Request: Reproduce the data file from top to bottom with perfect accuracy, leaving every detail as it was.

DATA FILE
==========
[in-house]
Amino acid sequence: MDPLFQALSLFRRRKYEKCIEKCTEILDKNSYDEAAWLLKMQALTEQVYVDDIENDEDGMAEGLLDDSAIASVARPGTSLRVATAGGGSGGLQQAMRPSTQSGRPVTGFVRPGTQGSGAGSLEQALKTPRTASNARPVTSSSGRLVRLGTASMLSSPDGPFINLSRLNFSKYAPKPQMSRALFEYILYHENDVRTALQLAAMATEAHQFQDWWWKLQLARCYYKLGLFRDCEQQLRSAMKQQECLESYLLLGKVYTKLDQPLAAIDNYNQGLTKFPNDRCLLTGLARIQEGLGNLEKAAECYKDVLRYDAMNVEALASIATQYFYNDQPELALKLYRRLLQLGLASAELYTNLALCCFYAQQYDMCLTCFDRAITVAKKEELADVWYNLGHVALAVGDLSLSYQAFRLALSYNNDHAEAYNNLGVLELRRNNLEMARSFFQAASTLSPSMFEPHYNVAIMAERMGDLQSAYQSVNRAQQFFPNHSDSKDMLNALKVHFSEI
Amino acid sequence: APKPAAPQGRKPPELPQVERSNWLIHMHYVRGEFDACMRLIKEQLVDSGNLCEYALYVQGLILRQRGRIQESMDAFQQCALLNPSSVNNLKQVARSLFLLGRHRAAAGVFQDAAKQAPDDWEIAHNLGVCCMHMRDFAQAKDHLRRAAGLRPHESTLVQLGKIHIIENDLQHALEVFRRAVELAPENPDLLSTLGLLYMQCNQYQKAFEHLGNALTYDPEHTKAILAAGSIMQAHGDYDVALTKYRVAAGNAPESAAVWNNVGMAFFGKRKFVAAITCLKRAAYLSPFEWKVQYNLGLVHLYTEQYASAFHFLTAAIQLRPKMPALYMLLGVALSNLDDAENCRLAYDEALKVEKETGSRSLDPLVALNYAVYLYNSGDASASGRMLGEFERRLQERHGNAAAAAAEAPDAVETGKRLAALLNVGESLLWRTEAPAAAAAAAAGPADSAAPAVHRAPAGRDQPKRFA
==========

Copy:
[in-house]
Amino acid sequence: MDPLFQALSLFRRRKYEKCIEKCTEILDKNSYDEAAWLLKMQALTEQVYVDDIENDEDGMAEGLLDDSAIASVARPGTSLRVATAGGGSGGLQQAMRPSTQSGRPVTGFVRPGTQGSGAGSLEQALKTPRTASNARPVTSSSGRLVRLGTASMLSSPDGPFINLSRLNFSKYAPKPQMSRALFEYILYHENDVRTALQLAAMATEAHQFQDWWWKLQLARCYYKLGLFRDCEQQLRSAMKQQECLESYLLLGKVYTKLDQPLAAIDNYNQGLTKFPNDRCLLTGLARIQEGLGNLEKAAECYKDVLRYDAMNVEALASIATQYFYNDQPELALKLYRRLLQLGLASAELYTNLALCCFYAQQYDMCLTCFDRAITVAKKEELADVWYNLGHVALAVGDLSLSYQAFRLALSYNNDHAEAYNNLGVLELRRNNLEMARSFFQAASTLSPSMFEPHYNVAIMAERMGDLQSAYQSVNRAQQFFPNHSDSKDMLNALKVHFSEI
Amino acid sequence: APKPAAPQGRKPPELPQVERSNWLIHMHYVRGEFDACMRLIKEQLVDSGNLCEYALYVQGLILRQRGRIQESMDAFQQCALLNPSSVNNLKQVARSLFLLGRHRAAAGVFQDAAKQAPDDWEIAHNLGVCCMHMRDFAQAKDHLRRAAGLRPHESTLVQLGKIHIIENDLQHALEVFRRAVELAPENPDLLSTLGLLYMQCNQYQKAFEHLGNALTYDPEHTKAILAAGSIMQAHGDYDVALTKYRVAAGNAPESAAVWNNVGMAFFGKRKFVAAITCLKRAAYLSPFEWKVQYNLGLVHLYTEQYASAFHFLTAAIQLRPKMPALYMLLGVALSNLDDAENCRLAYDEALKVEKETGSRSLDPLVALNYAVYLYNSGDASASGRMLGEFERRLQERHGNAAAAAAEAPDAVETGKRLAALLNVGESLLWRTEAPAAAAAAAAGPADSAAPAVHRAPAGRDQPKRFA